The case for conserving our natural world must resonate strongly and widely across and through economies and societies. While the dominant governing paradigm is essentially economic and the conservation message must often be couched in economic language, nature has social and cultural dimensions that also can resonate strongly and influence public thinking, debate, and action to drive change.
There is not one approach therefore to make the case for conserving nature but many – operating at different levels and sectors of society – from nature-based tourism, valuing and pricing ecosystem services, accounting for natural capital by governments and the private sector, the consequences for human health and wellbeing, and inspiration, reflection and learning from nature both as direct experience and through the arts.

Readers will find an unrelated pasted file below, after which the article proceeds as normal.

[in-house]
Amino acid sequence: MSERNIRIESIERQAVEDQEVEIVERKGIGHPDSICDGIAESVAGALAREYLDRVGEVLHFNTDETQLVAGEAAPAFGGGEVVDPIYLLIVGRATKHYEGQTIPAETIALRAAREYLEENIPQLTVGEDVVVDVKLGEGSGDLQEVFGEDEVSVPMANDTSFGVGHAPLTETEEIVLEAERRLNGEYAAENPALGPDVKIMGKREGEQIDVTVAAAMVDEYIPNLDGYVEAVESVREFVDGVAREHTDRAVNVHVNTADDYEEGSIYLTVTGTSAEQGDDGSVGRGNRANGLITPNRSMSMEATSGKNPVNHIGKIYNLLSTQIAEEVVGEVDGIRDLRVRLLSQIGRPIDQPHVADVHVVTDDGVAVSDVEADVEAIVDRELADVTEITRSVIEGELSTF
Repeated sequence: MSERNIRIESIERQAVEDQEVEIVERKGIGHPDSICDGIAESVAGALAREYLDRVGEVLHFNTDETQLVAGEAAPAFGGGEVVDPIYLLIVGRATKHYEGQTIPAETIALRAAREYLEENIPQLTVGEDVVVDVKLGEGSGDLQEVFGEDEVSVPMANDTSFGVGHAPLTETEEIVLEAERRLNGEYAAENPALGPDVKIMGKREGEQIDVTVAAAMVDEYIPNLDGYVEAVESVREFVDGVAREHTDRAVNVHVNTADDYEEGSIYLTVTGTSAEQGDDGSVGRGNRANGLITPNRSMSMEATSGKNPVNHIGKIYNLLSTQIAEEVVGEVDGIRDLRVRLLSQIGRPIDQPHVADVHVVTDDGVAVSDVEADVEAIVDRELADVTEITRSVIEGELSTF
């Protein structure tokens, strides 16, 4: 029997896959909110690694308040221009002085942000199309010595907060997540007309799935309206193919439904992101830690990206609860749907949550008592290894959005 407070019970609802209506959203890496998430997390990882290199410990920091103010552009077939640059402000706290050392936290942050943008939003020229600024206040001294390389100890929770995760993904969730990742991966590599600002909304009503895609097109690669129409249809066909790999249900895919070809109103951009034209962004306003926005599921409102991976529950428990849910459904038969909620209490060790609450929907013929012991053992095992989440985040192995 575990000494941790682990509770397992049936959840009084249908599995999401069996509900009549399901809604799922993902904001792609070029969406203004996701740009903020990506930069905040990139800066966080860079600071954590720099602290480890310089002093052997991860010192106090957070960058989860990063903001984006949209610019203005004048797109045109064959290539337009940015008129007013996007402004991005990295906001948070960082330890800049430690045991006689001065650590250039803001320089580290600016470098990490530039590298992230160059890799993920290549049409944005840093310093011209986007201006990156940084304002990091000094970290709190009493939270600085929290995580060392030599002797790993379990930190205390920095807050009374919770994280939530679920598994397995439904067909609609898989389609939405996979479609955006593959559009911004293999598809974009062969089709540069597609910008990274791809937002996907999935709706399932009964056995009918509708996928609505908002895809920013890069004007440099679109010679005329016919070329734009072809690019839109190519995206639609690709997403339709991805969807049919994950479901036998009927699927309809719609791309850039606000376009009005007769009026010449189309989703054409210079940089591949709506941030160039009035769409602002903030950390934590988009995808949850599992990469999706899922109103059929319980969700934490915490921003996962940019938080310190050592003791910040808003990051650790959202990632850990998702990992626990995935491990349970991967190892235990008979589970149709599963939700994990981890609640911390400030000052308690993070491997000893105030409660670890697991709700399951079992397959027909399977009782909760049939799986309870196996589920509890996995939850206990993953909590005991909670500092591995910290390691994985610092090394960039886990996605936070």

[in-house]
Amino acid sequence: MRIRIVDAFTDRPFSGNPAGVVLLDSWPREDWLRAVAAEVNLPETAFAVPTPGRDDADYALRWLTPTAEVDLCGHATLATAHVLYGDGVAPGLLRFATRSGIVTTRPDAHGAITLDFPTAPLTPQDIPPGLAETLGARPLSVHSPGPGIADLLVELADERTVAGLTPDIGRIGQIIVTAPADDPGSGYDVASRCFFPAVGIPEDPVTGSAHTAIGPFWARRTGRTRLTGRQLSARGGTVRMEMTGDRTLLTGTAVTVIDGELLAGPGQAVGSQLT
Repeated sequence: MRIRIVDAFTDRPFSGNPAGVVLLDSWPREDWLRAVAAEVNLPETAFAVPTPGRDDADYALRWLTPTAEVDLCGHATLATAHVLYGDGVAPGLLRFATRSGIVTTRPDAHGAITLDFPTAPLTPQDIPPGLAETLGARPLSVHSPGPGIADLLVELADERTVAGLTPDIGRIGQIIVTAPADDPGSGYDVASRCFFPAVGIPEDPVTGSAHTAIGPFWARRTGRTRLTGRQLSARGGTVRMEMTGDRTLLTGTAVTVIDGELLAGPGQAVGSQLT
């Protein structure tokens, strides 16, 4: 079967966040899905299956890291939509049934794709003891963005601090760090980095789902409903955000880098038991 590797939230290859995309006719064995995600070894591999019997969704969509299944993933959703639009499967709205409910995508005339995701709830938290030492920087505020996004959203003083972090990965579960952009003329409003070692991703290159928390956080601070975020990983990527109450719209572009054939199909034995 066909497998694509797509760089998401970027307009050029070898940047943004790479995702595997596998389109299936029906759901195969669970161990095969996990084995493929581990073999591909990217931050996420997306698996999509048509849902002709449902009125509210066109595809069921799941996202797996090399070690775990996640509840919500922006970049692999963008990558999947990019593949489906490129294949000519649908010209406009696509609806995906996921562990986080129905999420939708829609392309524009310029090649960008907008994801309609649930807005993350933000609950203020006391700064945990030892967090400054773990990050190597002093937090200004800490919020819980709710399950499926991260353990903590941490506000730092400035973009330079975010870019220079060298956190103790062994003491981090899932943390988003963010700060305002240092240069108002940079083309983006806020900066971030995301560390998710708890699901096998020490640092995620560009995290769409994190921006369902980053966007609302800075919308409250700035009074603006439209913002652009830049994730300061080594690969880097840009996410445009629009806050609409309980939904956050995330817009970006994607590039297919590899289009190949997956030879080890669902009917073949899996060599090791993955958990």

These approaches do not necessarily mean putting a price on nature, but they may, and in fact should, help estimate the cost of its loss. It is often said we value something most when we no longer have it – we cannot afford to do that with our natural world.